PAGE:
Step 3–Setting the Flange
- Holding the slider in this forward position, set the upper edge of the flange to correspond to the uterine depth (in centimeters) measured during sounding (Figure 3).
Figure 3. Setting the flange
Step 4–Kyleena is now ready to be inserted
- Continue holding the slider in this forward position. Advance the inserter through the cervix until the flange is approximately 1.5–2 cm from the cervix and then pause (Figure 4).
Figure 4. Advancing insertion tube until flange is 1.5 to 2 cm from the cervix
Do not force the inserter. If necessary, dilate the cervical canal.
Step 5–Open the arms
- While holding the inserter steady, move the slider down to the mark to release the arms of Kyleena (Figure 5). Wait 10 seconds for the horizontal arms to open completely.
Figure 5. Move the slider back to the mark to release and open the arms
Step 6–Advance to fundal position
Advance the inserter gently towards the fundus of the uterus until the flange touches the cervix. If you encounter fundal resistance do not continue to advance. Kyleena is now in the fundal position (Figure 6). Fundal positioning of Kyleena is important to prevent expulsion.
Figure 6. Move Kyleena into the fundal position
Step 7–Release Kyleena and withdraw the inserter
- Holding the entire inserter firmly in place, release Kyleena by moving the slider all the way down (Figure 7).
Figure 7. Move the slider all the way down to release Kyleena from the insertion tube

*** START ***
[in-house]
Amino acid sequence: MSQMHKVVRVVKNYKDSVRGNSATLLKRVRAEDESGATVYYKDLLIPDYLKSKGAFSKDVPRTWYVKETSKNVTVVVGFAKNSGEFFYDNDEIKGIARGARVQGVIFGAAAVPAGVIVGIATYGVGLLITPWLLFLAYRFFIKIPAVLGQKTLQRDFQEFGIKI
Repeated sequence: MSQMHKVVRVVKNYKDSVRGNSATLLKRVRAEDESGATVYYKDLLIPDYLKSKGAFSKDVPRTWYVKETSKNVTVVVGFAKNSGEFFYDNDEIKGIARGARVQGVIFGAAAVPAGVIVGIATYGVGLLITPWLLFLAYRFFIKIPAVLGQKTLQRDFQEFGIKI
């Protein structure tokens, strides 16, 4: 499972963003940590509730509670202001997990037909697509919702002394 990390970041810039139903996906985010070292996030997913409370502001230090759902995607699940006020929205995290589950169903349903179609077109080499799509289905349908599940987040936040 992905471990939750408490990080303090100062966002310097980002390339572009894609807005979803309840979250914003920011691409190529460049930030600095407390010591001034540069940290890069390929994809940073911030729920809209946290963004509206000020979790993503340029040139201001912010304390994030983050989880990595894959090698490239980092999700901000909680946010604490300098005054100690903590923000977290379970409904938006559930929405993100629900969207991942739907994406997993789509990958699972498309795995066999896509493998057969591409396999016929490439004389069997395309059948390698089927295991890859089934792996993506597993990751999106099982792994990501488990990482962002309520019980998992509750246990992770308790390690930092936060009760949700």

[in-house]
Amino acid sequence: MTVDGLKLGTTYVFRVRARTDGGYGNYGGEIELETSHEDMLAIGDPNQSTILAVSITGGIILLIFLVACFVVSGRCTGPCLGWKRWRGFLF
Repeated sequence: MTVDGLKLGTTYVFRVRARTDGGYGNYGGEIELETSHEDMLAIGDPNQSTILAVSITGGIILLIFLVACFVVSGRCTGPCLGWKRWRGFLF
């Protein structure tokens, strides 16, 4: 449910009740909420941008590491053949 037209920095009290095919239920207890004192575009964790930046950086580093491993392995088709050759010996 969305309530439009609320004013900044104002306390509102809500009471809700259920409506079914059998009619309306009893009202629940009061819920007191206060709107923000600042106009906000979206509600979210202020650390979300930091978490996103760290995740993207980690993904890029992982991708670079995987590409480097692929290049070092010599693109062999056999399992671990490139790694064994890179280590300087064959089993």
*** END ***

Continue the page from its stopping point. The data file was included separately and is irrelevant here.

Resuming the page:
- Continue to hold the slider all the way down while you slowly and gently withdraw the inserter from the uterus.
- Using a sharp, curved scissor, cut the threads perpendicular, leaving about 3 cm visible outside of the cervix [cutting threads at an angle may leave sharp ends (Figure 8)]. Do not apply tension or pull on the threads when cutting to prevent displacing Kyleena.
Figure 8. Cutting the threads
Kyleena insertion is now complete. Prescribe analgesics, if indicated. Keep a copy of the Consent Form with lot number for your records.
Important information to consider during or after insertion
- If you suspect that Kyleena is not in the correct position, check placement (for example, using transvaginal ultrasound). Remove Kyleena if it is not positioned completely within the uterus. Do not reinsert a removed Kyleena.
- If there is clinical concern, exceptional pain or bleeding during or after insertion, take appropriate steps (such as physical examination and ultrasound) immediately to exclude perforation.